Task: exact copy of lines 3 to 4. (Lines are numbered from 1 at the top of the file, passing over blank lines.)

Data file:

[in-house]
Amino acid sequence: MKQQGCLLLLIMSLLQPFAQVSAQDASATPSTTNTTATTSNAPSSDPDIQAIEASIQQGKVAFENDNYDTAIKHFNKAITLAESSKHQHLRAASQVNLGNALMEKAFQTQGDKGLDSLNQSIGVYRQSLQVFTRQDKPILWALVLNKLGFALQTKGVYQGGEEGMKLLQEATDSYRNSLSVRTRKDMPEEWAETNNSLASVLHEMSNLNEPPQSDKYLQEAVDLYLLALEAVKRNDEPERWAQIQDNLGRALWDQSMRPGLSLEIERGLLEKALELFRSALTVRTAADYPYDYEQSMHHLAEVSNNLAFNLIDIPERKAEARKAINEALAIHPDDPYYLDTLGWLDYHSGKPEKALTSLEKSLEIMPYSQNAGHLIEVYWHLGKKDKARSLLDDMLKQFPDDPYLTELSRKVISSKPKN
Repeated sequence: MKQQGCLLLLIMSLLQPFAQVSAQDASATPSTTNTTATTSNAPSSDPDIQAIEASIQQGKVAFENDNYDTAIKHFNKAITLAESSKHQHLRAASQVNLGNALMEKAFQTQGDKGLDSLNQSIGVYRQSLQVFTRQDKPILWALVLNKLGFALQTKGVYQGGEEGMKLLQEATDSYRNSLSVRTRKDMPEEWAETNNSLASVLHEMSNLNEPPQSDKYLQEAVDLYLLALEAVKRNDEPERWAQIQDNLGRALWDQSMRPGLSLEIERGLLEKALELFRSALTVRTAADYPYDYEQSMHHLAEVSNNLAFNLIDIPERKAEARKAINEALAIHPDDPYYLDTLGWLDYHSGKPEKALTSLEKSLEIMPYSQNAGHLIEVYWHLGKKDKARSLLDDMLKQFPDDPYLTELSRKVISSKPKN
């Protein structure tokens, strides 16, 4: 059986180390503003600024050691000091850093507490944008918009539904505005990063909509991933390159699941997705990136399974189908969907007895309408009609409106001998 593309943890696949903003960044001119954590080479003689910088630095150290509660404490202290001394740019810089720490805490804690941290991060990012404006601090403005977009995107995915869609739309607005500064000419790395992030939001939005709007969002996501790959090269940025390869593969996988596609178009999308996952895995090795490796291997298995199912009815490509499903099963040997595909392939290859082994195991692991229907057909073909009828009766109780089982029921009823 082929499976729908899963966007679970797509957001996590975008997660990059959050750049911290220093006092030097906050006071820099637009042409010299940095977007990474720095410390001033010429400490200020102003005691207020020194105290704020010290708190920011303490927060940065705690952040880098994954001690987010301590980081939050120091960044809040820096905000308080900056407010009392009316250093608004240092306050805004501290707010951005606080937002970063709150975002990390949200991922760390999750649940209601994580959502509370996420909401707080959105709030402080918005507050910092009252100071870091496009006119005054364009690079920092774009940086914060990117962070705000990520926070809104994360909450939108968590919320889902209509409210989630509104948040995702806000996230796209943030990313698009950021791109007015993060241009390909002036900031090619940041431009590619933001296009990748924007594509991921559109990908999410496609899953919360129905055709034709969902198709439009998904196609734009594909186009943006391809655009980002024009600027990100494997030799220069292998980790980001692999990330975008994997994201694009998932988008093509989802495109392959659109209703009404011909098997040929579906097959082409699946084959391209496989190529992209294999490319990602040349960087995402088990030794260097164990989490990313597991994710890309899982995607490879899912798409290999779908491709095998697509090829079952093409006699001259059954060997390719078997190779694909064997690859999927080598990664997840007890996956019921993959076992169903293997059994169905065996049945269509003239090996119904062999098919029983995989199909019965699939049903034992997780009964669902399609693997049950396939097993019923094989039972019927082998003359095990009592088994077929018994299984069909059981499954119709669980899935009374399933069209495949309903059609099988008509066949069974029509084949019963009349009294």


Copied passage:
Repeated sequence: MKQQGCLLLLIMSLLQPFAQVSAQDASATPSTTNTTATTSNAPSSDPDIQAIEASIQQGKVAFENDNYDTAIKHFNKAITLAESSKHQHLRAASQVNLGNALMEKAFQTQGDKGLDSLNQSIGVYRQSLQVFTRQDKPILWALVLNKLGFALQTKGVYQGGEEGMKLLQEATDSYRNSLSVRTRKDMPEEWAETNNSLASVLHEMSNLNEPPQSDKYLQEAVDLYLLALEAVKRNDEPERWAQIQDNLGRALWDQSMRPGLSLEIERGLLEKALELFRSALTVRTAADYPYDYEQSMHHLAEVSNNLAFNLIDIPERKAEARKAINEALAIHPDDPYYLDTLGWLDYHSGKPEKALTSLEKSLEIMPYSQNAGHLIEVYWHLGKKDKARSLLDDMLKQFPDDPYLTELSRKVISSKPKN
């Protein structure tokens, strides 16, 4: 059986180390503003600024050691000091850093507490944008918009539904505005990063909509991933390159699941997705990136399974189908969907007895309408009609409106001998 593309943890696949903003960044001119954590080479003689910088630095150290509660404490202290001394740019810089720490805490804690941290991060990012404006601090403005977009995107995915869609739309607005500064000419790395992030939001939005709007969002996501790959090269940025390869593969996988596609178009999308996952895995090795490796291997298995199912009815490509499903099963040997595909392939290859082994195991692991229907057909073909009828009766109780089982029921009823 082929499976729908899963966007679970797509957001996590975008997660990059959050750049911290220093006092030097906050006071820099637009042409010299940095977007990474720095410390001033010429400490200020102003005691207020020194105290704020010290708190920011303490927060940065705690952040880098994954001690987010301590980081939050120091960044809040820096905000308080900056407010009392009316250093608004240092306050805004501290707010951005606080937002970063709150975002990390949200991922760390999750649940209601994580959502509370996420909401707080959105709030402080918005507050910092009252100071870091496009006119005054364009690079920092774009940086914060990117962070705000990520926070809104994360909450939108968590919320889902209509409210989630509104948040995702806000996230796209943030990313698009950021791109007015993060241009390909002036900031090619940041431009590619933001296009990748924007594509991921559109990908999410496609899953919360129905055709034709969902198709439009998904196609734009594909186009943006391809655009980002024009600027990100494997030799220069292998980790980001692999990330975008994997994201694009998932988008093509989802495109392959659109209703009404011909098997040929579906097959082409699946084959391209496989190529992209294999490319990602040349960087995402088990030794260097164990989490990313597991994710890309899982995607490879899912798409290999779908491709095998697509090829079952093409006699001259059954060997390719078997190779694909064997690859999927080598990664997840007890996956019921993959076992169903293997059994169905065996049945269509003239090996119904062999098919029983995989199909019965699939049903034992997780009964669902399609693997049950396939097993019923094989039972019927082998003359095990009592088994077929018994299984069909059981499954119709669980899935009374399933069209495949309903059609099988008509066949069974029509084949019963009349009294």